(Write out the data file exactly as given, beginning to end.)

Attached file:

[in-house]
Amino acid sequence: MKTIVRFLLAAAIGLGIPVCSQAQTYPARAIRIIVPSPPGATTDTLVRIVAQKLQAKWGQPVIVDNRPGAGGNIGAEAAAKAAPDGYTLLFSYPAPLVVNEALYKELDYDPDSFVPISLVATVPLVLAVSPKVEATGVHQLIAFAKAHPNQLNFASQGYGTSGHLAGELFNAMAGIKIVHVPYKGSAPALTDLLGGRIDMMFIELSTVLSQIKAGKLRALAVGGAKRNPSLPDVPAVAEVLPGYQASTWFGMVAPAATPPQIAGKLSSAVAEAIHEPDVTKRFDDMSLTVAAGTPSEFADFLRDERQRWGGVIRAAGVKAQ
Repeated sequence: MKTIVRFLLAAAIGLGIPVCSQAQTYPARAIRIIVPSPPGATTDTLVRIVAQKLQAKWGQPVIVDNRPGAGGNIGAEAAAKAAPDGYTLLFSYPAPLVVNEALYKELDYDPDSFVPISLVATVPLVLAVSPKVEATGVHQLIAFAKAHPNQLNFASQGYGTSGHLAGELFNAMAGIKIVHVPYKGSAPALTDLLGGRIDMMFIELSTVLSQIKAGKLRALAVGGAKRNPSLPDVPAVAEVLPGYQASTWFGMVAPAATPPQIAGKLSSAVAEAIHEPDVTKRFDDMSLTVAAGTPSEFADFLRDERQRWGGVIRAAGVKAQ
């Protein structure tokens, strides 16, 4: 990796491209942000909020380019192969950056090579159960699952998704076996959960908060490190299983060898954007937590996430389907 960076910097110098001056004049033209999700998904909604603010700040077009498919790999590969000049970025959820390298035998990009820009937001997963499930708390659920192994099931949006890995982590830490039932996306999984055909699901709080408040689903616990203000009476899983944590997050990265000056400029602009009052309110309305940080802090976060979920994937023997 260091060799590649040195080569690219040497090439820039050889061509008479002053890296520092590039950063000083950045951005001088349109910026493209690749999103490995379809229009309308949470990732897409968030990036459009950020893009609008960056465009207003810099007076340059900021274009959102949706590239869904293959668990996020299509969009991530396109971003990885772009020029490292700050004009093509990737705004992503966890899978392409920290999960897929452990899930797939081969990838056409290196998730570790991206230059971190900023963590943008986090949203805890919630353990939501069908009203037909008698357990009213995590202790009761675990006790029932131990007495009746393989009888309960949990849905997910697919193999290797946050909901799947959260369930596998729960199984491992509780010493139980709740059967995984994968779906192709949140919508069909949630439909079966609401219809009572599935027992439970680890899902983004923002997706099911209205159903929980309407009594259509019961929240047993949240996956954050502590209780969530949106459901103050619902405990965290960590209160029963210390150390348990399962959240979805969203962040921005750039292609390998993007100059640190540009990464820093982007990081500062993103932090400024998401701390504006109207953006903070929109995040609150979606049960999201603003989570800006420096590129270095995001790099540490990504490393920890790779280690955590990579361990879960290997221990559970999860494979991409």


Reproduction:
[in-house]
Amino acid sequence: MKTIVRFLLAAAIGLGIPVCSQAQTYPARAIRIIVPSPPGATTDTLVRIVAQKLQAKWGQPVIVDNRPGAGGNIGAEAAAKAAPDGYTLLFSYPAPLVVNEALYKELDYDPDSFVPISLVATVPLVLAVSPKVEATGVHQLIAFAKAHPNQLNFASQGYGTSGHLAGELFNAMAGIKIVHVPYKGSAPALTDLLGGRIDMMFIELSTVLSQIKAGKLRALAVGGAKRNPSLPDVPAVAEVLPGYQASTWFGMVAPAATPPQIAGKLSSAVAEAIHEPDVTKRFDDMSLTVAAGTPSEFADFLRDERQRWGGVIRAAGVKAQ
Repeated sequence: MKTIVRFLLAAAIGLGIPVCSQAQTYPARAIRIIVPSPPGATTDTLVRIVAQKLQAKWGQPVIVDNRPGAGGNIGAEAAAKAAPDGYTLLFSYPAPLVVNEALYKELDYDPDSFVPISLVATVPLVLAVSPKVEATGVHQLIAFAKAHPNQLNFASQGYGTSGHLAGELFNAMAGIKIVHVPYKGSAPALTDLLGGRIDMMFIELSTVLSQIKAGKLRALAVGGAKRNPSLPDVPAVAEVLPGYQASTWFGMVAPAATPPQIAGKLSSAVAEAIHEPDVTKRFDDMSLTVAAGTPSEFADFLRDERQRWGGVIRAAGVKAQ
């Protein structure tokens, strides 16, 4: 990796491209942000909020380019192969950056090579159960699952998704076996959960908060490190299983060898954007937590996430389907 960076910097110098001056004049033209999700998904909604603010700040077009498919790999590969000049970025959820390298035998990009820009937001997963499930708390659920192994099931949006890995982590830490039932996306999984055909699901709080408040689903616990203000009476899983944590997050990265000056400029602009009052309110309305940080802090976060979920994937023997 260091060799590649040195080569690219040497090439820039050889061509008479002053890296520092590039950063000083950045951005001088349109910026493209690749999103490995379809229009309308949470990732897409968030990036459009950020893009609008960056465009207003810099007076340059900021274009959102949706590239869904293959668990996020299509969009991530396109971003990885772009020029490292700050004009093509990737705004992503966890899978392409920290999960897929452990899930797939081969990838056409290196998730570790991206230059971190900023963590943008986090949203805890919630353990939501069908009203037909008698357990009213995590202790009761675990006790029932131990007495009746393989009888309960949990849905997910697919193999290797946050909901799947959260369930596998729960199984491992509780010493139980709740059967995984994968779906192709949140919508069909949630439909079966609401219809009572599935027992439970680890899902983004923002997706099911209205159903929980309407009594259509019961929240047993949240996956954050502590209780969530949106459901103050619902405990965290960590209160029963210390150390348990399962959240979805969203962040921005750039292609390998993007100059640190540009990464820093982007990081500062993103932090400024998401701390504006109207953006903070929109995040609150979606049960999201603003989570800006420096590129270095995001790099540490990504490393920890790779280690955590990579361990879960290997221990559970999860494979991409």